If I’m a therapist in Chicago, but I’m getting reviews from my peers in Seattle and San Francisco and, I don’t know, Wyoming, then that doesn’t look very organic. That doesn’t look very good, right? That doesn’t look very trustworthy. One thing I know about Google is they are all, all, all about trust. Their algorithms are really based on trust. They want to present trustworthy, reliable businesses to the greater public, and so you need to be thinking about that all the time when it comes to your online presence.

So, you should be asking colleagues for those positive reviews on a regular basis, and you should also spread them out. Again, it would not look good if you had five reviews on one day, right? That’s not going to look very organic, and then you don’t have any more reviews for six months. So you want to do everything you can to again build that reputation organically.

So now, what do we do when we get a bad review? This has happened a couple times to some of the therapists that I work with. Some of my consulting clients and business made human members, and I’ve had it happen to other therapists that I’ve worked with in the past too. So, you have a Google My Business listing or you have a listing, and you get a really, really, really negative review, usually from a client that you’ve worked with. So it might say, you know, “I worked with this therapist and they were absolutely awful” or they, I don’t know, “They said something that really upset me” or “They judged me” or anything could be true, could be not true. A lot of times it’s either exaggerated. Every now and then it’s misplaced or not even a client you’ve ever worked with, which is really annoying.

Now…you can beg Google or Yelp or whatever to remove that review.

They’re probably not going to because they really have no way of knowing whether or not it’s legit. So, you could ask but in my experience most of the times it’s not really worth the effort.

On the other hand, you need to do some things to kind of mitigate the damages as best as possible. So here are my steps for dealing with it. I’ve got one, two, three, four, five steps for dealing with it. Step number one is just to simply step back. When you get a negative review, there’s going to be some kind of shock to it. I mean, it’s not fun and if you monitor your listings on a regular basis, you’re used to seeing those glowing five-star reviews, so when you see that negative review, it’s going to sting a little bit, and that’s just part of it.

So, first job is to step back. Don’t do anything right away. Don’t respond. You don’t even need to call Google or whatever. You don’t need to freak out or tell your team or whatever. You just need to step back for a bit, kind of catch your breath, collect yourself and give it a day or two.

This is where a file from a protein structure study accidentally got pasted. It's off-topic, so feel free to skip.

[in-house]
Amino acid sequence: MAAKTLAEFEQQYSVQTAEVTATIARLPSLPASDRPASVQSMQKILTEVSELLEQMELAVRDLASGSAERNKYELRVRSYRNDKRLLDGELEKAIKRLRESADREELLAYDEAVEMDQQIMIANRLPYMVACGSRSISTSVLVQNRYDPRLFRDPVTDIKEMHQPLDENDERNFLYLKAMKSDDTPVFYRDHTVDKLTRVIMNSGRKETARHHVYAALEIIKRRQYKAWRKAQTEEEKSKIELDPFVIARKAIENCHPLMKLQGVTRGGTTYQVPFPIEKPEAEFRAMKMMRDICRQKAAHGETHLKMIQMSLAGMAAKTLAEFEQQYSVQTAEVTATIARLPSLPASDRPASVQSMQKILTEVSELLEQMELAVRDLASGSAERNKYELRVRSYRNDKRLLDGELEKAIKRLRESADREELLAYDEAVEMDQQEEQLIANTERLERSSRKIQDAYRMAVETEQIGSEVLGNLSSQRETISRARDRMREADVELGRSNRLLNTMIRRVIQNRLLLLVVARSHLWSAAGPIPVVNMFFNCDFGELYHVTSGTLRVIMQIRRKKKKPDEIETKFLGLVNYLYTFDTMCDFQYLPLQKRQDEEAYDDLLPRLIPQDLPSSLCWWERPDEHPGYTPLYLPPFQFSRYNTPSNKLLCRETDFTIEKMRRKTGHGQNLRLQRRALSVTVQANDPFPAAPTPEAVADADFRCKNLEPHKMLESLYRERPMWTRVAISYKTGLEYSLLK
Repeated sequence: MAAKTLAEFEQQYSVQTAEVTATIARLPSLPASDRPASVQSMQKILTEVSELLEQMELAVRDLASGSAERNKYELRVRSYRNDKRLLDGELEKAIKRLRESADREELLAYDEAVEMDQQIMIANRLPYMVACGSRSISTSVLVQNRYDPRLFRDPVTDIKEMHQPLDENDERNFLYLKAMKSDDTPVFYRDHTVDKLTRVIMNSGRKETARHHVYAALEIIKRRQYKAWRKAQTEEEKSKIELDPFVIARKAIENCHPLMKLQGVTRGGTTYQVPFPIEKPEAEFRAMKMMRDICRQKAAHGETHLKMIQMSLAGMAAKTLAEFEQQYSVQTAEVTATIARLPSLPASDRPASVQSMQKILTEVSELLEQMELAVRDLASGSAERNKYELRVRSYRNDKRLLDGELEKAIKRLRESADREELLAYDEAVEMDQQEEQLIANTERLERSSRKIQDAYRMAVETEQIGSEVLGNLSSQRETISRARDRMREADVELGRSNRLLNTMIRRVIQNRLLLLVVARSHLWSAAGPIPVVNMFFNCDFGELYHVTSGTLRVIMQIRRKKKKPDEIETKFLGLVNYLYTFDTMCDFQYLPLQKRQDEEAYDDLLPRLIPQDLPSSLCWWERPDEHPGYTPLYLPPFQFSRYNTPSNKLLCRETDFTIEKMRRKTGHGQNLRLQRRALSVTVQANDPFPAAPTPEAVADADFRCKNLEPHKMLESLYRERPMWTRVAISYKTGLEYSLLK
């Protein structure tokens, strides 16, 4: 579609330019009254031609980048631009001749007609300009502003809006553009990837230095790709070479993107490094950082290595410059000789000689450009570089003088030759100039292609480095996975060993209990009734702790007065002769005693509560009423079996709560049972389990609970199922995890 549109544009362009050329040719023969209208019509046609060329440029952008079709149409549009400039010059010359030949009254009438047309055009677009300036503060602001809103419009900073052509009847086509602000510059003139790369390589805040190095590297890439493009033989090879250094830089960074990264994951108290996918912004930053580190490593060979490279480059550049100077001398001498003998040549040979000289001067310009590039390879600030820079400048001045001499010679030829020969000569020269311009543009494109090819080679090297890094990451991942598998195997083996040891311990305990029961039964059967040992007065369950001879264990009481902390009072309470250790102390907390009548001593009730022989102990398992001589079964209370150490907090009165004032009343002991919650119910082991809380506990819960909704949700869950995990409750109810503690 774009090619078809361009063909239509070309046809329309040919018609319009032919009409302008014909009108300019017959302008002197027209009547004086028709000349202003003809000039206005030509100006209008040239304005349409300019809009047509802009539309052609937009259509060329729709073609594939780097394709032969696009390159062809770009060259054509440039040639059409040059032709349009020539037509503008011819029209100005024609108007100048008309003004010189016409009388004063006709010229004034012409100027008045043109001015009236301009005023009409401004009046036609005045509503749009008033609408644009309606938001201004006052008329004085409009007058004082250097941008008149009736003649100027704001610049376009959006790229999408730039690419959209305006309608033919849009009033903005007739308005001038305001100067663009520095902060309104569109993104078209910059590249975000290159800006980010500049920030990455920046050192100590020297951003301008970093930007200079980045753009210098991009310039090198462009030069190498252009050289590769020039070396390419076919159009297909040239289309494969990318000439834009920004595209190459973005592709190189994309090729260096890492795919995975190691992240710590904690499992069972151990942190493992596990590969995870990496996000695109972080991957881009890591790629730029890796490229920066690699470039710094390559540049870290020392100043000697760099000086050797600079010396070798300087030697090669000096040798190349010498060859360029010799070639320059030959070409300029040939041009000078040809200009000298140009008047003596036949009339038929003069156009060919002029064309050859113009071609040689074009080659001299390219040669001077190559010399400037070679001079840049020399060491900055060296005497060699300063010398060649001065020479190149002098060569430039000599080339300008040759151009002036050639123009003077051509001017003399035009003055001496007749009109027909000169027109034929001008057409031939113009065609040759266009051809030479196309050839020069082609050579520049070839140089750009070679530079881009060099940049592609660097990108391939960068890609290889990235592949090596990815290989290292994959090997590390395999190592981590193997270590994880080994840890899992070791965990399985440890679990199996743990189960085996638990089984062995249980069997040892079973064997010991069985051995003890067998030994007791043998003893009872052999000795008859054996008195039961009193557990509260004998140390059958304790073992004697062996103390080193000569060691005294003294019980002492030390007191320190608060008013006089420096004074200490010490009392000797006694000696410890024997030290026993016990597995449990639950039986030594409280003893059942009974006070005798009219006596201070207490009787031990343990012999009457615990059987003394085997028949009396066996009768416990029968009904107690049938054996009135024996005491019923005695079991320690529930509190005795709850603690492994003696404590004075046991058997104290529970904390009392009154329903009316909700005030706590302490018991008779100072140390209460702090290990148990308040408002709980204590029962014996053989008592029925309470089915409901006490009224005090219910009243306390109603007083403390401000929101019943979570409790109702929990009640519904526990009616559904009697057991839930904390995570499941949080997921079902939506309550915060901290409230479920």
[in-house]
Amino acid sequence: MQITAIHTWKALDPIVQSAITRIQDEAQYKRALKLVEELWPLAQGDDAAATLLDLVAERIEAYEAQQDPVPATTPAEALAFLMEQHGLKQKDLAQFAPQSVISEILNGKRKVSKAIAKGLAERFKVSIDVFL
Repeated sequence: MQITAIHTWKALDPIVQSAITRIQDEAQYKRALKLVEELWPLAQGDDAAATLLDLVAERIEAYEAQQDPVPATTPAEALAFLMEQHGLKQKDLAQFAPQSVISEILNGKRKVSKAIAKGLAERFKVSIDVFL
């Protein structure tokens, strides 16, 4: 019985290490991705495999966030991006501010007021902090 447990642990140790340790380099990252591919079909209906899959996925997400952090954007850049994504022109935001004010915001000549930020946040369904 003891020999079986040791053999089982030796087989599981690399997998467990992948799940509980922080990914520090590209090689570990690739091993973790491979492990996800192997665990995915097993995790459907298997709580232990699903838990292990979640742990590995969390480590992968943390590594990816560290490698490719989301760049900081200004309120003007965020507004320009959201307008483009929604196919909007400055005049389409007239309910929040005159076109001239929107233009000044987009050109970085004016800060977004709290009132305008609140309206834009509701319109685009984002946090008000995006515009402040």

Step number two. You need to decide whether or not you’re going to respond, and most of the time it’s, if it is in fact a client, you don’t want to respond. This is not legal advice. I can’t give legal advice on the show, but in my opinion and in my experience, knowing my own ethical boards, usually can’t respond to a review because it identifies that you know that person, therefore you know that they are a client. This is part of why I think a lot of therapists fear having listings. Again, this is not a perfect answer, but is there some risk to having these listings? Yes. Is there some risk to not having these listings? Yes, especially if you’re taking your online presence seriously and want to get clients online. So, we just have to play the game and hope for the best for the most part.

But you need to decide if you’re going to respond. Now if it was a negative review from a colleague or something, that might be a different story, right? That might be something you could respond to, and you could say something like, “Thank you for your feedback. We’re sorry. If someone didn’t meet your expectations, please reach out so that we can talk about this further,” or something like that. The same way that another business or a restaurant or something might respond to a negative review and just say, “Hey, we hear you. We’re really sorry to hear this. We take this seriously. Please call this number or whatever to follow up. We want to make it right.” I think that looks pretty good.

I mean, the reality is any listing, even the best restaurant in the world, is going to have polarized reviews. You tend to notice that, right, because a lot of times what compels someone to write a review is either an outstandingly positive experience or an outstandingly negative one. There’s not a ton of like 2 1/2-star reviews. People are just like, “Oh that was mediocre, so I’m going to go home, open up my laptop, look up that restaurant, log into my account or create an account and leave a review.” It’s usually not. It’s usually polarized opinions, so that’s just how it is, right?

But you’ve got to decide: am I going to respond and if so, what would be the impact or the kind of risk of responding?